Dear Aubrey,

I am very happy to support the Global Commons Institute’s Contraction and Convergence Proposal to the UNFCCC. 

The causes of climate change are varied and complex, and successful responses will probably be equally varied and complex.  Contraction and Convergence is, as you note, “an enormous undertaking,” but I believe that it offers arguably the most fair way to proceed. 

Without fairness, there will be no lasting solutions.  Therefore, I happily support the C&C Proposal and the work of the GCI.

Best regards,


Dennis Patrick O'Hara, DC, ND, BA, MDiv, PhD
Associate Professor, Ethics and Eco-theology
Director, Elliott Allen Institute for Theology and Ecology
University of St. Michael's College

Associate Member, Graduate Faculty
Centre for Environment, University of Toronto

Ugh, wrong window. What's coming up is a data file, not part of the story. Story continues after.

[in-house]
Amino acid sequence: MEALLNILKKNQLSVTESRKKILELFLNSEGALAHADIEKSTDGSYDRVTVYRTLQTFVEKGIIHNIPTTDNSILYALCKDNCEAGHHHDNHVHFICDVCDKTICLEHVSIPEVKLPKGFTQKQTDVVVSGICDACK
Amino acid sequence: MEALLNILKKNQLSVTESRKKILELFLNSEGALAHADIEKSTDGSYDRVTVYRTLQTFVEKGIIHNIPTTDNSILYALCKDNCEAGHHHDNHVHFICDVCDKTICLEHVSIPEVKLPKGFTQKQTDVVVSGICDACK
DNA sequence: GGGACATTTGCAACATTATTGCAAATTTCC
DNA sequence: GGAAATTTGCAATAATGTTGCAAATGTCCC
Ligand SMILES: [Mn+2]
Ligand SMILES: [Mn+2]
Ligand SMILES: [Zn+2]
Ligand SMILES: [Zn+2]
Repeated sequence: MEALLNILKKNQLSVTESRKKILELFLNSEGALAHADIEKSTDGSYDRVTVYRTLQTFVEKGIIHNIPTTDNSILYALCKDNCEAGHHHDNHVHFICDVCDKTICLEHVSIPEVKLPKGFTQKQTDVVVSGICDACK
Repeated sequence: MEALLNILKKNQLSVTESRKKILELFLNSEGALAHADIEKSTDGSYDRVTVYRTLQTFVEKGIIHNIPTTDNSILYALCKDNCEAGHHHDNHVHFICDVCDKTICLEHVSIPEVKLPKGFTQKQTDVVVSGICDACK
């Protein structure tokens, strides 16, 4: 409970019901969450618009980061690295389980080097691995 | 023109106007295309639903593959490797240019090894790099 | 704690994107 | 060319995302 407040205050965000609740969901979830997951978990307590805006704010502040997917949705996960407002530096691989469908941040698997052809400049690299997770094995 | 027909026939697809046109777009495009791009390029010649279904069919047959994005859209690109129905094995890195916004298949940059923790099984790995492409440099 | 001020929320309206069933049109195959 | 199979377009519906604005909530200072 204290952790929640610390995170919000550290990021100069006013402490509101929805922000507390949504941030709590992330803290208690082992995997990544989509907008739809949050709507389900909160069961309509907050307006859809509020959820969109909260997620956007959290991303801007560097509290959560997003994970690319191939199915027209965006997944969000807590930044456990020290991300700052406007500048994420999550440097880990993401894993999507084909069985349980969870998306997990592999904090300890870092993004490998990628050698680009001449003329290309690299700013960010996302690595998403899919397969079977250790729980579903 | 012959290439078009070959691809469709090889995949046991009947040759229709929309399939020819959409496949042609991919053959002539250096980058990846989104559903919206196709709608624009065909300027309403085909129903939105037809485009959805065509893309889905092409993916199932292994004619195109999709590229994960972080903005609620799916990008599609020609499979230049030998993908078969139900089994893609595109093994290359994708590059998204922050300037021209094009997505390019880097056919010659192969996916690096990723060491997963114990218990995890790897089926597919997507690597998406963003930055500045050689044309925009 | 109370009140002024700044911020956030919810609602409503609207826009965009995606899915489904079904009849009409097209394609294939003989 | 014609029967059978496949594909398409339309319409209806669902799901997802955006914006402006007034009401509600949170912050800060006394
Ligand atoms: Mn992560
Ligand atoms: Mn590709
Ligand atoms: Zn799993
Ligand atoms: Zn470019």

For the C&C approach to become operational, the signatories to the UNFCCC must agree on a safe concentration of atmospheric GHGs, the proportional allocation of this limited capacity based on national populations, the fair assessment of current levels of emissions, targets for contraction of those national emissions that exceed allocations4 and the concurrent temporary increase in emissions for those countries which have not utilized their full allocation – an enormous undertaking that has thus far been elusive.

Nevertheless, the proponents of the C&C approach argue that it can provide an equitable and just response to the climate change challenge that can win the support of the developing world since it both protects their ability to develop and obligates the developed world to reduce its excess emissions (Global Commons Institute 2008).

They further argue that the date of convergence should be realized as soon as possible since the most vulnerable and least responsible for climate change are currently bearing a disproportionate and unjust burden created by those who have utilized more than their fair share of the atmospheric commons, and justice demands that this be resolved as soon as possible.
Ethical Response to Climate Change
Dennis Patrick O’Hara and Alan Abelsohn




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